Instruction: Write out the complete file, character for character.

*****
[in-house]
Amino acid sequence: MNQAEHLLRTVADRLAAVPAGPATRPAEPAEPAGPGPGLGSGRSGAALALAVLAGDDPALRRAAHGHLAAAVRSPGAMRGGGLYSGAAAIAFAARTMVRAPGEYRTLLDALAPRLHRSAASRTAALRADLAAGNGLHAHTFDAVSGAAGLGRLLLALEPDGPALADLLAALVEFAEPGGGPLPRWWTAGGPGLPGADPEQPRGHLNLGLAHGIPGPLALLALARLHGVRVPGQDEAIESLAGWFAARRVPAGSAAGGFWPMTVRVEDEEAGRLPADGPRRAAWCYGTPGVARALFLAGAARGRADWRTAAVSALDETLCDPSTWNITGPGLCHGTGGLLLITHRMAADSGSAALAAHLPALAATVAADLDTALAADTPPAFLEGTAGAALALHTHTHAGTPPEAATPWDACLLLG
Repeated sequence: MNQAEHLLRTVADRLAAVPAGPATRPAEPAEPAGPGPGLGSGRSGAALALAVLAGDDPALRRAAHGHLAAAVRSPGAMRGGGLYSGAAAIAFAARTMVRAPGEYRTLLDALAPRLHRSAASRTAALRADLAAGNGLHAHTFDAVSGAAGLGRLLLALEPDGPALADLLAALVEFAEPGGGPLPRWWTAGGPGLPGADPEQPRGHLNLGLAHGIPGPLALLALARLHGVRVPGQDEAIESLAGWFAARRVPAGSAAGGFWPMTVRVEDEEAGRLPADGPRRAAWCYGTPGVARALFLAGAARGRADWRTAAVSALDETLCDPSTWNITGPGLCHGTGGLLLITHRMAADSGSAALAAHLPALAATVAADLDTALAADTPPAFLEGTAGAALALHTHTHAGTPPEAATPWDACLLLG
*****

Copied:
[in-house]
Amino acid sequence: MNQAEHLLRTVADRLAAVPAGPATRPAEPAEPAGPGPGLGSGRSGAALALAVLAGDDPALRRAAHGHLAAAVRSPGAMRGGGLYSGAAAIAFAARTMVRAPGEYRTLLDALAPRLHRSAASRTAALRADLAAGNGLHAHTFDAVSGAAGLGRLLLALEPDGPALADLLAALVEFAEPGGGPLPRWWTAGGPGLPGADPEQPRGHLNLGLAHGIPGPLALLALARLHGVRVPGQDEAIESLAGWFAARRVPAGSAAGGFWPMTVRVEDEEAGRLPADGPRRAAWCYGTPGVARALFLAGAARGRADWRTAAVSALDETLCDPSTWNITGPGLCHGTGGLLLITHRMAADSGSAALAAHLPALAATVAADLDTALAADTPPAFLEGTAGAALALHTHTHAGTPPEAATPWDACLLLG
Repeated sequence: MNQAEHLLRTVADRLAAVPAGPATRPAEPAEPAGPGPGLGSGRSGAALALAVLAGDDPALRRAAHGHLAAAVRSPGAMRGGGLYSGAAAIAFAARTMVRAPGEYRTLLDALAPRLHRSAASRTAALRADLAAGNGLHAHTFDAVSGAAGLGRLLLALEPDGPALADLLAALVEFAEPGGGPLPRWWTAGGPGLPGADPEQPRGHLNLGLAHGIPGPLALLALARLHGVRVPGQDEAIESLAGWFAARRVPAGSAAGGFWPMTVRVEDEEAGRLPADGPRRAAWCYGTPGVARALFLAGAARGRADWRTAAVSALDETLCDPSTWNITGPGLCHGTGGLLLITHRMAADSGSAALAAHLPALAATVAADLDTALAADTPPAFLEGTAGAALALHTHTHAGTPPEAATPWDACLLLG